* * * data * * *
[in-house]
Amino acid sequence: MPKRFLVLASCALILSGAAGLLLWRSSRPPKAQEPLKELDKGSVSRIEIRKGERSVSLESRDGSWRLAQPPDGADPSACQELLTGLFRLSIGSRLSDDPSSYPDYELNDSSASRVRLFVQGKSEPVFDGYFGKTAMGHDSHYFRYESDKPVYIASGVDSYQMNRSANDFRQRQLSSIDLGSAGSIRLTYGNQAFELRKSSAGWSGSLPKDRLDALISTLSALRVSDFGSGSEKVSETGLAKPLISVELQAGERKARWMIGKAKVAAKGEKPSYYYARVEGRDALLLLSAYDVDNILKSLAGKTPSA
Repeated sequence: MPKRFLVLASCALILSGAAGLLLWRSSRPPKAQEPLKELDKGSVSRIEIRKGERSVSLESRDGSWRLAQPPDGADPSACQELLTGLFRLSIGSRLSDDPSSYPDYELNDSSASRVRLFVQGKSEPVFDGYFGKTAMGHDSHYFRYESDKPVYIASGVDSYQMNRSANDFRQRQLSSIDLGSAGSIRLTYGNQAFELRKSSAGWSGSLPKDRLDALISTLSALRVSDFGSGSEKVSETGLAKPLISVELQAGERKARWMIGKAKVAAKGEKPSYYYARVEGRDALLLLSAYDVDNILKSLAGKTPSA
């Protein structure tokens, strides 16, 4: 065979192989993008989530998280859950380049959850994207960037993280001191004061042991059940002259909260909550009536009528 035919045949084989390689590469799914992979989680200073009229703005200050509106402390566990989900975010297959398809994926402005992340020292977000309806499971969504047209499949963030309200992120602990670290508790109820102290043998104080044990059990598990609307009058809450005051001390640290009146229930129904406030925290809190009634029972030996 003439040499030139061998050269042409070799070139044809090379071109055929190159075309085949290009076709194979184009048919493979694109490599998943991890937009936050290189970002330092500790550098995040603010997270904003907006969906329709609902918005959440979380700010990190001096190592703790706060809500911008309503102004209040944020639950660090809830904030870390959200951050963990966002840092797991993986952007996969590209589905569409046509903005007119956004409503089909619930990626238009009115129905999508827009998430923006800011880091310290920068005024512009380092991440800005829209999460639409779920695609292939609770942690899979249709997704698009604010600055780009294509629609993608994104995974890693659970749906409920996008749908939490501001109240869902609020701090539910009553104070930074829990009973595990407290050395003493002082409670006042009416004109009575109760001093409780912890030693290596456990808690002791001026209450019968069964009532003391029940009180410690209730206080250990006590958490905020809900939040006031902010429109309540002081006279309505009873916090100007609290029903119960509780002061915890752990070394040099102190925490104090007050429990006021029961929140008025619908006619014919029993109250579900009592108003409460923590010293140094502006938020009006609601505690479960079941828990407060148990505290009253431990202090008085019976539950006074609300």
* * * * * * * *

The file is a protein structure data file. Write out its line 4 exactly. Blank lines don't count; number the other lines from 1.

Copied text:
């Protein structure tokens, strides 16, 4: 065979192989993008989530998280859950380049959850994207960037993280001191004061042991059940002259909260909550009536009528 035919045949084989390689590469799914992979989680200073009229703005200050509106402390566990989900975010297959398809994926402005992340020292977000309806499971969504047209499949963030309200992120602990670290508790109820102290043998104080044990059990598990609307009058809450005051001390640290009146229930129904406030925290809190009634029972030996 003439040499030139061998050269042409070799070139044809090379071109055929190159075309085949290009076709194979184009048919493979694109490599998943991890937009936050290189970002330092500790550098995040603010997270904003907006969906329709609902918005959440979380700010990190001096190592703790706060809500911008309503102004209040944020639950660090809830904030870390959200951050963990966002840092797991993986952007996969590209589905569409046509903005007119956004409503089909619930990626238009009115129905999508827009998430923006800011880091310290920068005024512009380092991440800005829209999460639409779920695609292939609770942690899979249709997704698009604010600055780009294509629609993608994104995974890693659970749906409920996008749908939490501001109240869902609020701090539910009553104070930074829990009973595990407290050395003493002082409670006042009416004109009575109760001093409780912890030693290596456990808690002791001026209450019968069964009532003391029940009180410690209730206080250990006590958490905020809900939040006031902010429109309540002081006279309505009873916090100007609290029903119960509780002061915890752990070394040099102190925490104090007050429990006021029961929140008025619908006619014919029993109250579900009592108003409460923590010293140094502006938020009006609601505690479960079941828990407060148990505290009253431990202090008085019976539950006074609300």